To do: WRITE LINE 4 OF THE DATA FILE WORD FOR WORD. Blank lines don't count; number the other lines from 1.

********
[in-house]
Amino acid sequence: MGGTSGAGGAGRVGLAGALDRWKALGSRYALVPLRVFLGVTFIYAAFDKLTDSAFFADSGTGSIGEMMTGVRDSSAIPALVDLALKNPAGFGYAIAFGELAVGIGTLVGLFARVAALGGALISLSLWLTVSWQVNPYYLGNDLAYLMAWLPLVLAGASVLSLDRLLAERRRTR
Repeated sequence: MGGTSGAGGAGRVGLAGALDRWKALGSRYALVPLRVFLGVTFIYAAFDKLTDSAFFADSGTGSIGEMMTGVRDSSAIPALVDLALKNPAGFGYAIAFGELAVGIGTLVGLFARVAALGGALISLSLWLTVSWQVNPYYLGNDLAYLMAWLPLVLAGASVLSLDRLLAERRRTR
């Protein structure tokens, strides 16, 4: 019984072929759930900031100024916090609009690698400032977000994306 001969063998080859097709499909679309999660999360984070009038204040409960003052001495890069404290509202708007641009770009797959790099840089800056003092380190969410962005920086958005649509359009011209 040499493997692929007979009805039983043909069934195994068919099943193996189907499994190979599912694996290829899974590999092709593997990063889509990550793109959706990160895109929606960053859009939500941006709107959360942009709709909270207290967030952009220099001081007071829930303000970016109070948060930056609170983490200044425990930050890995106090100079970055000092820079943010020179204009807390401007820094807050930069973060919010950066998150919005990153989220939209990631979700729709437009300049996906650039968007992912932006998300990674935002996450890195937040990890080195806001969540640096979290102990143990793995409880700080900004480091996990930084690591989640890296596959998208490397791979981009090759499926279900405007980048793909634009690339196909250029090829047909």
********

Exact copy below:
């Protein structure tokens, strides 16, 4: 019984072929759930900031100024916090609009690698400032977000994306 001969063998080859097709499909679309999660999360984070009038204040409960003052001495890069404290509202708007641009770009797959790099840089800056003092380190969410962005920086958005649509359009011209 040499493997692929007979009805039983043909069934195994068919099943193996189907499994190979599912694996290829899974590999092709593997990063889509990550793109959706990160895109929606960053859009939500941006709107959360942009709709909270207290967030952009220099001081007071829930303000970016109070948060930056609170983490200044425990930050890995106090100079970055000092820079943010020179204009807390401007820094807050930069973060919010950066998150919005990153989220939209990631979700729709437009300049996906650039968007992912932006998300990674935002996450890195937040990890080195806001969540640096979290102990143990793995409880700080900004480091996990930084690591989640890296596959998208490397791979981009090759499926279900405007980048793909634009690339196909250029090829047909």